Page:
In the latest sign of deteriorating relations between the EU and Belarus, Brussels has promised extra financial aid and increased diplomatic heft to help Lithuania tackle a migrant crisis that it blames on neighbouring Belarus and its dictator Alexander Lukashenko.

Lithuania detained 287 illegal migrants on Sunday, more than it did in the entirety of 2018, 2019, and 2020 combined, the vast majority of them Iraqis who had flown to Belarus’s capital Minsk before heading north to cross into the EU state. Almost 4,000 migrants have been detained this year, compared with 81 for the whole of 2020. 

“What we are facing is an aggressive act from the Lukashenko regime designed to provoke,” Ylva Johansson, the EU commissioner for home affairs told reporters on Monday after talks with Lithuania’s prime minister Ingrida Simonyte. “The situation is getting worse and deteriorating . . . There is no free access to EU territory.”

The EU imposed sweeping sanctions against Lukashenko’s regime in June, after he fraudulently claimed victory in last year’s presidential election and then led a brutal campaign to violently suppress protesters and jail political opponents. Lukashenko has ruled Belarus since 1994.

The rising concern over the migrant crossings, which EU officials say is a campaign co-ordinated by Lukashenko’s administration, comes as one of the country’s athletes competing in the Tokyo Olympic Games sought refuge in Poland after team management attempted to fly her home against her will after she publicly criticised their actions.

Johansson said the EU would provide €10m-€12m of immediate emergency funding and would send a team of officials to the country to assess the requirements for longer-term financial assistance, including for extra border security and facilities to process those attempting to enter.

Simonyte said that Vilnuis would require “tens of millions of euros” by the end of the year if the number of people attempting to cross the border continued at the current pace.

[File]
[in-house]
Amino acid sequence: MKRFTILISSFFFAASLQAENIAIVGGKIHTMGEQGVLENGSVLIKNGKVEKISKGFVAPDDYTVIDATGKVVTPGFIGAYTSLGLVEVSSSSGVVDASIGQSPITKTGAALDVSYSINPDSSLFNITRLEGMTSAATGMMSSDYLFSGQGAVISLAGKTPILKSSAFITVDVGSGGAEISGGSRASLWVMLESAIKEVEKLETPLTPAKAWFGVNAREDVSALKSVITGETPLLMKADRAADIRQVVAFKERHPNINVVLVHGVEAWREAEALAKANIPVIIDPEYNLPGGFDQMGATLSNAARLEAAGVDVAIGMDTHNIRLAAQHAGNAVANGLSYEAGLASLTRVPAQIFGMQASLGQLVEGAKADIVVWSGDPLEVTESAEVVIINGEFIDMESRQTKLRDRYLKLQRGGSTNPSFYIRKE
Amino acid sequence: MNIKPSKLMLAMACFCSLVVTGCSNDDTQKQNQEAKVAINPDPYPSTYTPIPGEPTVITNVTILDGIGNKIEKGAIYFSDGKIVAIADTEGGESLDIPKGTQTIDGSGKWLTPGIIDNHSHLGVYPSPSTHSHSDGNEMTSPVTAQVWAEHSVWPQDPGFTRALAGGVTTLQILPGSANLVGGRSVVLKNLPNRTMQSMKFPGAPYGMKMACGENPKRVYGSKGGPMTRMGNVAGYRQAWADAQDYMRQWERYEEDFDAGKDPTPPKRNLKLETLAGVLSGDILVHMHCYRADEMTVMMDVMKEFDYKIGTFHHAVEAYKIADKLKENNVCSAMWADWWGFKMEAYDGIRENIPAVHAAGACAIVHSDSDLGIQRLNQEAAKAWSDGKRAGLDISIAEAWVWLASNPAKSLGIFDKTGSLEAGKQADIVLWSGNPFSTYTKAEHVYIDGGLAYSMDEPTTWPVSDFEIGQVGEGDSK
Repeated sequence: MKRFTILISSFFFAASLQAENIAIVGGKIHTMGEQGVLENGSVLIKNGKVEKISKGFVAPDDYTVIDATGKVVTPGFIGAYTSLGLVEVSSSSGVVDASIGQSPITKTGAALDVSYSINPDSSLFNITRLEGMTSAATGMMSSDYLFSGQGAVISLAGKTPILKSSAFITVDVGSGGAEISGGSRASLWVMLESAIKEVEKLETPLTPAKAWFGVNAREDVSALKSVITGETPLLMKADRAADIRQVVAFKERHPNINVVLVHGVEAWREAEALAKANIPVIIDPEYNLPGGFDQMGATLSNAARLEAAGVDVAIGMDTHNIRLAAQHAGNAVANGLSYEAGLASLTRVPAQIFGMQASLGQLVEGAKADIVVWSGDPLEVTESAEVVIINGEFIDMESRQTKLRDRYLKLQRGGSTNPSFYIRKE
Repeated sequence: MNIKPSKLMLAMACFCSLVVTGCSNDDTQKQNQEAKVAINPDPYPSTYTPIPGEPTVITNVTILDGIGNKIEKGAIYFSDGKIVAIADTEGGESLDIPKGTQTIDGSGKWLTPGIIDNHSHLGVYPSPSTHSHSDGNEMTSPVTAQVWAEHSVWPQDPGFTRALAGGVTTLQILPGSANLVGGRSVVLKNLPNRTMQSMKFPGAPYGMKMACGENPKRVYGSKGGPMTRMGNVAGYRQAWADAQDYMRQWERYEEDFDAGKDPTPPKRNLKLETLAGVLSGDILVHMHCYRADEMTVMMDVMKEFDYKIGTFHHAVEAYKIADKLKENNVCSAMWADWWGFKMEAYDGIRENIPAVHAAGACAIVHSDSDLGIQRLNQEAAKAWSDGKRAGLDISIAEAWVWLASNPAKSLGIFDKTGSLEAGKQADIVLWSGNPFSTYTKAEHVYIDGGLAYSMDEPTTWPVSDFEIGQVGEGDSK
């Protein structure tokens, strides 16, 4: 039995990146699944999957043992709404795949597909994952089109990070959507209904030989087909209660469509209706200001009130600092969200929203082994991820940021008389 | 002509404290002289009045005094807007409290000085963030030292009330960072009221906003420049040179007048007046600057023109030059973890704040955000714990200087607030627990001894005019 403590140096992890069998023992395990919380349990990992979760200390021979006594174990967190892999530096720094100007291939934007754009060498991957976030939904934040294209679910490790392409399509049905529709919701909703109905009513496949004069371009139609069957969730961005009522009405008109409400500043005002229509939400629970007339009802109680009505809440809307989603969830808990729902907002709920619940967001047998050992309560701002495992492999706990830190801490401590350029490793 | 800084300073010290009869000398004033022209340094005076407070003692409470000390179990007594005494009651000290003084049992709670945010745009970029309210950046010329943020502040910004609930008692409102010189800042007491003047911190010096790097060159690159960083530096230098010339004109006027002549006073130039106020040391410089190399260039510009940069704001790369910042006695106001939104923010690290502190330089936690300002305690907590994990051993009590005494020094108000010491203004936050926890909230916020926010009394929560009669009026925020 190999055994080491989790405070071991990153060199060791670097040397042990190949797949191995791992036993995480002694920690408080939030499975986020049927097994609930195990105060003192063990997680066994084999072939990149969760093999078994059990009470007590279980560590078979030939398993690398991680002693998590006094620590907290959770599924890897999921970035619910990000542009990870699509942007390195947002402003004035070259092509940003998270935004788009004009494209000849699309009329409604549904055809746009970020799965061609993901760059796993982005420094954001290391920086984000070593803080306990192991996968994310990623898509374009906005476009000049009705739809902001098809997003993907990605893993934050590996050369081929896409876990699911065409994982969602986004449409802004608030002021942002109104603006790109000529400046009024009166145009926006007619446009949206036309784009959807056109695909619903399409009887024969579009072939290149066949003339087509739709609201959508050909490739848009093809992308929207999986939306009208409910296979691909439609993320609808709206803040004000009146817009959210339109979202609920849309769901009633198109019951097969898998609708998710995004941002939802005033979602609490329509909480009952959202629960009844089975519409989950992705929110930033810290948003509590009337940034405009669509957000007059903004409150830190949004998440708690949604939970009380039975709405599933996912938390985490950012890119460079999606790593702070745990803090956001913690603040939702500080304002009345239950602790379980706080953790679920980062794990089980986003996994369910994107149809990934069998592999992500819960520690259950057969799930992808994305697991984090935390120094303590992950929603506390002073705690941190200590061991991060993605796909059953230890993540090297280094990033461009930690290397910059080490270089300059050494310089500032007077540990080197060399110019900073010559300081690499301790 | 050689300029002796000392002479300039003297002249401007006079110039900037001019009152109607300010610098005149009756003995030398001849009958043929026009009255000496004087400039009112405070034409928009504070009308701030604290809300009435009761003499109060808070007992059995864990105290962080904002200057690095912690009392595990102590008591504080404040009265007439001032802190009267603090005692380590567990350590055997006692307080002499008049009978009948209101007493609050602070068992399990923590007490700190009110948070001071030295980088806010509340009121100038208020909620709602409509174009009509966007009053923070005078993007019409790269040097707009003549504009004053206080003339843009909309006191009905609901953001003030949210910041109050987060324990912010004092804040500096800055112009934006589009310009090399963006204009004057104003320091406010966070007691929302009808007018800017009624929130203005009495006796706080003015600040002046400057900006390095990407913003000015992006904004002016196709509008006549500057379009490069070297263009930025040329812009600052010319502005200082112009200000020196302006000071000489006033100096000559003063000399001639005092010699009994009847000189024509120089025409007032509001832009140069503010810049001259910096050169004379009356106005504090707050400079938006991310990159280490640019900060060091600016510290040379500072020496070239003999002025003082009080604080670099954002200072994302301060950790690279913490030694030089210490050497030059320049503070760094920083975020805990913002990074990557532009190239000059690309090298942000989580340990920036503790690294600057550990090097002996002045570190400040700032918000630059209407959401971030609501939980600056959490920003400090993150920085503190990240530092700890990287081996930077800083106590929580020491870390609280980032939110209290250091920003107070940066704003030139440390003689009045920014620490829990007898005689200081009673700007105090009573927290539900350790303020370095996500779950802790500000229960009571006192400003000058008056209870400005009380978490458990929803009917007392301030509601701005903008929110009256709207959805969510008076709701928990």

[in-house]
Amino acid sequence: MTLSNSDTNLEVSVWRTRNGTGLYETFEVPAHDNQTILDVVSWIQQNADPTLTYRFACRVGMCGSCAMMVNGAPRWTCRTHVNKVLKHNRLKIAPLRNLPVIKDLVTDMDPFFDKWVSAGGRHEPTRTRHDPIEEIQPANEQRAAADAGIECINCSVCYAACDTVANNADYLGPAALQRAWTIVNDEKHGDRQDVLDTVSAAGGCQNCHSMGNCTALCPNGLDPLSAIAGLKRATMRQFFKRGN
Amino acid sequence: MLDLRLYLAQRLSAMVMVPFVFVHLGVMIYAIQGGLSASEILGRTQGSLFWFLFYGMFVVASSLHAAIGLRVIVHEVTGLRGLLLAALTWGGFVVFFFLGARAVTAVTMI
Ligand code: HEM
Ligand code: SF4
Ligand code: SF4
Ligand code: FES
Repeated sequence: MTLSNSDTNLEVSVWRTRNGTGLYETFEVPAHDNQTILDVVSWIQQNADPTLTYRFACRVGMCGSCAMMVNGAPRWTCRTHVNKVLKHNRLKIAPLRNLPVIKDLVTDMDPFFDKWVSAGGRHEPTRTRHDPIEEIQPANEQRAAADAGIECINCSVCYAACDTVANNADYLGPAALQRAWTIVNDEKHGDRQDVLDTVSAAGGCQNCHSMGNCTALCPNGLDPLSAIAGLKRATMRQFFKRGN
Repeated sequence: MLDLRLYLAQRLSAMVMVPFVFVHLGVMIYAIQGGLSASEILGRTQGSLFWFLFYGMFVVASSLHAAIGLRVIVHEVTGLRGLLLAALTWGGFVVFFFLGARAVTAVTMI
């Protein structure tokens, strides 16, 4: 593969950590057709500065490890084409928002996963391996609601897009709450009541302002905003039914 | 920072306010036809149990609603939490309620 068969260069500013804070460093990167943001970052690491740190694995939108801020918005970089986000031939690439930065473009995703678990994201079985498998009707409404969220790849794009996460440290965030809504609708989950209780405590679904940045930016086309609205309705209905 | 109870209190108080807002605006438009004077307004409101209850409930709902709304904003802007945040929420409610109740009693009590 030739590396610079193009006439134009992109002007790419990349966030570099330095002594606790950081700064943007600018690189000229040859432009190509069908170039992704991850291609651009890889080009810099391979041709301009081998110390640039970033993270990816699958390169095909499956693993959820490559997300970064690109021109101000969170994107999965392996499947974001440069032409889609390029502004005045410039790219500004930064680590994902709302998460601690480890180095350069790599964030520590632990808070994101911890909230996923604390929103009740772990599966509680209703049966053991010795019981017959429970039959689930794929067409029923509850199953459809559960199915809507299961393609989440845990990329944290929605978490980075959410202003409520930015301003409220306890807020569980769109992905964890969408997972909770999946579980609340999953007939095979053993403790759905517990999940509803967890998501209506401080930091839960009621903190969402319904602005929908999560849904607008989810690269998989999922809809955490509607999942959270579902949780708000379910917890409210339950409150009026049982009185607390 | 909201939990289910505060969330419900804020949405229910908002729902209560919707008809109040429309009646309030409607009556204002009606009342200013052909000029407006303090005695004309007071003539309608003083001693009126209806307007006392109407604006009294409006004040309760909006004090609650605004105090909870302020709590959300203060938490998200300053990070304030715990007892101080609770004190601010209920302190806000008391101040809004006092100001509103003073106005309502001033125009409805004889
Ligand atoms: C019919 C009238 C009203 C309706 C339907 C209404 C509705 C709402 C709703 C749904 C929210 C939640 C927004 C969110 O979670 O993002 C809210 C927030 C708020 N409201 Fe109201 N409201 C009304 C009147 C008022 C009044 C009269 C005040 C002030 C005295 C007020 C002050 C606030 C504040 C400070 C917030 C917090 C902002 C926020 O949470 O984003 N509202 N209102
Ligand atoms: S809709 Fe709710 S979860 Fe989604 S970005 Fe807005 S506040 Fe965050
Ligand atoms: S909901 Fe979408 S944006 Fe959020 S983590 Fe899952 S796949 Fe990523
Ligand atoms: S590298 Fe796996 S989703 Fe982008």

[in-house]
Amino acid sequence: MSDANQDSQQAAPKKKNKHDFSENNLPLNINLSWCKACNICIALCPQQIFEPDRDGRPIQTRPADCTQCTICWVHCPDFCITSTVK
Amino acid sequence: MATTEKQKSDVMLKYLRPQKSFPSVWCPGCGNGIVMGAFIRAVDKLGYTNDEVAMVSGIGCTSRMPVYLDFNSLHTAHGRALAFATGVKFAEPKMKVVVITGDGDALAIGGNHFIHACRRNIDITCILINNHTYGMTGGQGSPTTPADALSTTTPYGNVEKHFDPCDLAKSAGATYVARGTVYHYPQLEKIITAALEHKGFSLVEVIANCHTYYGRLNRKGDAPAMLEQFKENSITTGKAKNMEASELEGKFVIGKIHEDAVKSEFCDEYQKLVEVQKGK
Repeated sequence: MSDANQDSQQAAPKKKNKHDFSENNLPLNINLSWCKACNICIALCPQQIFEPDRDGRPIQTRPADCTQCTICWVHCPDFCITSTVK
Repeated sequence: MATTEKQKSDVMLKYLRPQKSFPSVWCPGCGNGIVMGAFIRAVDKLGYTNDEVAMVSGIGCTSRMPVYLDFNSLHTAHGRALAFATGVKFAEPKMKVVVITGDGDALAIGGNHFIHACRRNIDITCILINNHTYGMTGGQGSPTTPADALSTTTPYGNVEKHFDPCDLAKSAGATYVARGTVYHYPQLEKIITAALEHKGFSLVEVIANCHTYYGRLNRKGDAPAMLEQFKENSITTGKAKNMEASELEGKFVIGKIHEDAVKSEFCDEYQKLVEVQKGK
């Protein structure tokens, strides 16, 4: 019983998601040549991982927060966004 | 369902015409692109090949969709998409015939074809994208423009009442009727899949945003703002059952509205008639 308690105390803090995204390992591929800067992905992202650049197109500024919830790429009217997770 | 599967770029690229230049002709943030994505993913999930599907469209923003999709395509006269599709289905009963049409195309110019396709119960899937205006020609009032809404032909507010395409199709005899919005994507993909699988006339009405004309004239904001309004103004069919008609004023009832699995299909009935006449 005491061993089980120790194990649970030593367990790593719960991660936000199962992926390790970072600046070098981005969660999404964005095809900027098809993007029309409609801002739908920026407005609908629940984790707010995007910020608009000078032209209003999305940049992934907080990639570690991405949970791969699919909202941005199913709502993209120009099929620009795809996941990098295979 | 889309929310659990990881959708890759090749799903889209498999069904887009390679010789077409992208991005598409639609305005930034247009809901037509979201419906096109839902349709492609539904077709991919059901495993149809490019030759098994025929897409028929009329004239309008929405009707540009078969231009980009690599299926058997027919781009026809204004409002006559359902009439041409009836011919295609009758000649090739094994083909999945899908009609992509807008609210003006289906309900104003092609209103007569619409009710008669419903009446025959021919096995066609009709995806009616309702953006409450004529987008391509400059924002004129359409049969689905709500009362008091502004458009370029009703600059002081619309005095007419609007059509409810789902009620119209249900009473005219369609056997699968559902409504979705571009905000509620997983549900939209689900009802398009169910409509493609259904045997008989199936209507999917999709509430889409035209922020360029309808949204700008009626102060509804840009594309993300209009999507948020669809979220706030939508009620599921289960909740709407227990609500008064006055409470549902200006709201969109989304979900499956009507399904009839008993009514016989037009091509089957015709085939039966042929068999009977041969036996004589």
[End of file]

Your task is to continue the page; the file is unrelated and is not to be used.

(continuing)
Lithuania’s foreign minister Gabrielius Landsbergis told the Financial Times in June that Belarus was “weaponising” illegal immigration to put pressure on the Baltic country over its housing of several opposition leaders. Since then, the flow of illegal immigrants from Iraq, Syria, and several African countries has increased sharply.

Iraqi diplomats visited Vilnius at the end of last week after Lithuania’s foreign minister flew to Baghdad in mid-July. Johannson said on Monday that EU diplomats were engaged in “intensive contacts” with Iraqi officials, which she said were “more constructive than we had hoped”.

State carrier Iraqi Airways offers flights from four Iraqi airports to Minsk, according to its website. Former Estonian president Toomas Ilves suggested on Twitter that the EU could cut its aid to Iraq “immediately until they stop these flights”.

Speaking at the border with Belarus on Monday, Johansson added that the tents provided by Lithuania were unsuitable for families. Lithuania’s interior minister Agne Bilotaite said she hoped the number of illegal migrants would subside in the coming months but that Vilnius was planning to build some housing to accommodate them over the upcoming winter.



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Britain’s wrong-headed approach to refugees

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UK immigration updates

Thanks to the bravery of volunteers who run towards storms at sea to rescue ships’ crews, few British institutions command as much respect as the Royal National Lifeboat Institution. The charity, however, has recently had to negotiate a different kind of storm, over its efforts to help refugees who get into difficulties crossing the Channel from France. Nigel Farage, the former Brexit party leader, accused it of running a taxi service for illegal trafficking gangs. Last week, the RNLI said it had received hundreds of thousands of pounds of extra donations in response.

The RNLI has become embroiled in a now familiar story when the summer months allow more small boats to make the Channel crossing. Compared with the flows to other countries such as Spain, Italy and Greece, only a handful of migrants attempt the journey. That makes the UK’s inability to control the border in an effective and humane way — and shabby treatment of those who do make it across — no less of a scandal.

Britain’s strategy for stemming the flow has relied mostly on paying the French authorities to limit the number of boats crossing and return any that leave to France, while deterring would-be migrants through the unwelcoming environment that awaits them. Just as EU countries are dependent on their neighbours for keeping entrants down — whether Morocco for Spain or Belarus for Lithuania — the UK needs French co-operation to control the mutual border. Diplomatic spats, whether over Brexit or extra Covid quarantine restrictions on arrivals from France, have made that harder.